In Fun With Microscopes I we learned a little about how a microscope works by bending light in the lens to make an image larger, and that we can take photographs of the object through the eyepiece. In this post, I’ll show you how to attach insects and larger specimens to the base of the microscope for better viewing, and also how to use the Microscope Journal used in this post. It can be inexpensively purchased in my shop. This journal is used extensively in the classroom and by homeschoolers. It also includes a section to learn about and label the parts of a microscope, a how-to guide, and lots of pages for you to fill with microscope sketches and descriptions.
Please note that I would never kill an animal for the use of science. I always thank the spirit or essence of the animal for allowing us to use it to learn more about it’s nature.
The students are also instructed to show this kind of respect.
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1. insect (we used a dead bumblebee we found outside)
3. super glue
7.light microscope, Magiscope, or something similar (we used a Magiscope)
Break your toothpick in half, and roll up a small ball of clay.
Add super glue to the end of the toothpick, press it onto a crease on the bottom of the insect’s abdomen, and hold until the glue dries completely.
Once the glue is dry, you can squish the clay ball to the other end of the toothpick.
Place the insect underneath the objective lens while looking through the viewfinder to find the spot on the insect that you would like to observe. We chose the compound eyes, since we have been talking about magnification, refraction, and reflection through lenses. Squish the clay onto the base so that the insect does not move from it’s location.
Observe the absolute beauty with as much fascination as one can muster! Amazing stuff!!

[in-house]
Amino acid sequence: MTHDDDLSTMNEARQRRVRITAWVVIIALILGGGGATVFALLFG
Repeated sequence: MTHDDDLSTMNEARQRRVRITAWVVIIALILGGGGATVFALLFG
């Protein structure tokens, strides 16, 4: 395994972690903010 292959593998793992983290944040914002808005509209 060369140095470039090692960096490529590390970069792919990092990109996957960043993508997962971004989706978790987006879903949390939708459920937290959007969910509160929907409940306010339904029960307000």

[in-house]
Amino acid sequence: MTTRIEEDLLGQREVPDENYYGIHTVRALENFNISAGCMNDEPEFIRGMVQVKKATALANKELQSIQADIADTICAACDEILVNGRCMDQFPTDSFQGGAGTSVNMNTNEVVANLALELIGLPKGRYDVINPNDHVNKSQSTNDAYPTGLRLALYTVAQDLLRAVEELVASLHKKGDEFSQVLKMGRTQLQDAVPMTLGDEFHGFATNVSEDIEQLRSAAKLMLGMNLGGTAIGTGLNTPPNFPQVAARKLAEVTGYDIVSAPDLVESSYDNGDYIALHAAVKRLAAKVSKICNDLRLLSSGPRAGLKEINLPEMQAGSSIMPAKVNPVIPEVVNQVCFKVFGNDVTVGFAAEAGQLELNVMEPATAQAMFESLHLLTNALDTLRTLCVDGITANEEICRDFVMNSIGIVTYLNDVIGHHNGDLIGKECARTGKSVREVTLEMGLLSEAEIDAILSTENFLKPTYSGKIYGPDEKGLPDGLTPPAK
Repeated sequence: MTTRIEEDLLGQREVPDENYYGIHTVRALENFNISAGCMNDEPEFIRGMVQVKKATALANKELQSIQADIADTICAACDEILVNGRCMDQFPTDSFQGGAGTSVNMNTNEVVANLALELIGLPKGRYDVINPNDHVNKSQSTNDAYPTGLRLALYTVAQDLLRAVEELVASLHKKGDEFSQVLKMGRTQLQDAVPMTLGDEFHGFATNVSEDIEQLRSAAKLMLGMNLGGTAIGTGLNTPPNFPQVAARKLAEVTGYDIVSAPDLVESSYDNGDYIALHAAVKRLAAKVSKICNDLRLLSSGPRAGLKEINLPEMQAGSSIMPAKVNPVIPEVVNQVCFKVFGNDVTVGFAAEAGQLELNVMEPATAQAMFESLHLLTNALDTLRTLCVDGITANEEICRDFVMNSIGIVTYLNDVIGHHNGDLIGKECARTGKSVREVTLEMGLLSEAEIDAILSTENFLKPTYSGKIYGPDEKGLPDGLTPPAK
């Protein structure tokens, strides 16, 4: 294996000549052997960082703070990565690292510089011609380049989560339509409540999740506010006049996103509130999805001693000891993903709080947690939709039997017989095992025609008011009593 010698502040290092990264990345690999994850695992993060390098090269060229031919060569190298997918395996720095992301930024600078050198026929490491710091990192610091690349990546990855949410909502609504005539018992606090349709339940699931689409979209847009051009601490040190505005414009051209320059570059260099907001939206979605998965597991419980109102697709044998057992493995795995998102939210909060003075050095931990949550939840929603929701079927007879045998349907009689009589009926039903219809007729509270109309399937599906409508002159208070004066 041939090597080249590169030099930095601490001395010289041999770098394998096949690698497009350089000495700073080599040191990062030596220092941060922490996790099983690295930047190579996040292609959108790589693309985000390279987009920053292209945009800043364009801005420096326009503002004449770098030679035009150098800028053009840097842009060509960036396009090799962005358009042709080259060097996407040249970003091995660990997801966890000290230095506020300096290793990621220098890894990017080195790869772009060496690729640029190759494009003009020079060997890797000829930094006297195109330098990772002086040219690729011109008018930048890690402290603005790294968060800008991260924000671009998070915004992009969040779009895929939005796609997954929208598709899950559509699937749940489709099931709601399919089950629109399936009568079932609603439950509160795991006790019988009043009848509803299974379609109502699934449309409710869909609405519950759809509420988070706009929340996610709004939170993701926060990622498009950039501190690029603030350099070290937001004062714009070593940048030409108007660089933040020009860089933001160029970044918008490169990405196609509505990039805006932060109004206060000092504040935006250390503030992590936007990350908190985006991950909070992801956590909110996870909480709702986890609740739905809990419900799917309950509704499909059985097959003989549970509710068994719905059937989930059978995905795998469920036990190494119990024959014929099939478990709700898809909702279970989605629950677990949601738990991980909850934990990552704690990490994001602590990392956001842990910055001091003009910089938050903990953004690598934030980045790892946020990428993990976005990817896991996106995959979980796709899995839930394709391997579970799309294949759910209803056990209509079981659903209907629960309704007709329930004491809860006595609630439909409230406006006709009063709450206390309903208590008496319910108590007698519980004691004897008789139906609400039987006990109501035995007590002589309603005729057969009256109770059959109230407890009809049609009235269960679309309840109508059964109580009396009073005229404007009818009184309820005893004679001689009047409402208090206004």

When you feel comfortable, grab your pencil and begin to sketch, with intention, the part you are observing. Using the whole sketch circle as though you are looking at it from the lens. Do the best you can in sketching. As I note in the How To Use This Journal guide, start with the most obvious parts and go from there… and do your best, knowing that the sketch may not look exactly like what you see under the microscope.
I always encourage the child to go back and forth from the eyepiece to the sketch so that the image is always fresh.
Once the child is finished, she can fill in the remaining parts, such as the title (or name of specimen) and the date viewed. Finally, the child will describe in words what she sees through the eyepiece. This is a great mini-lesson in adjectives. Describe what you see… what color is it? Is it shiny or dull? Is it fuzzy or smooth? I don’t expect a thesis, but I would like 2-5 descriptive words depending on the age and level of the child.
Next we wanted to sketch a tiger shark tooth we found on the beach. We took another small ball of clay and smooshed it to the bottom, then placed it under the objective lens until we found a place on the tooth we wanted to observe. In this case, we decided to observe the serrated edges (yet another great time for vocabulary!). We squished it onto the base.
Then once the child was ready, she began her sketch of the shark tooth edge.
Finally, the seven year old described what she saw in the describe it section.
HAVE FUN with microscopes, but make sure the child treats it with respect. This will further their interest in science and awareness for all things.
Please visit Fun With Microscopes I for a different perspective.
Click HERE for the Microscope Journal.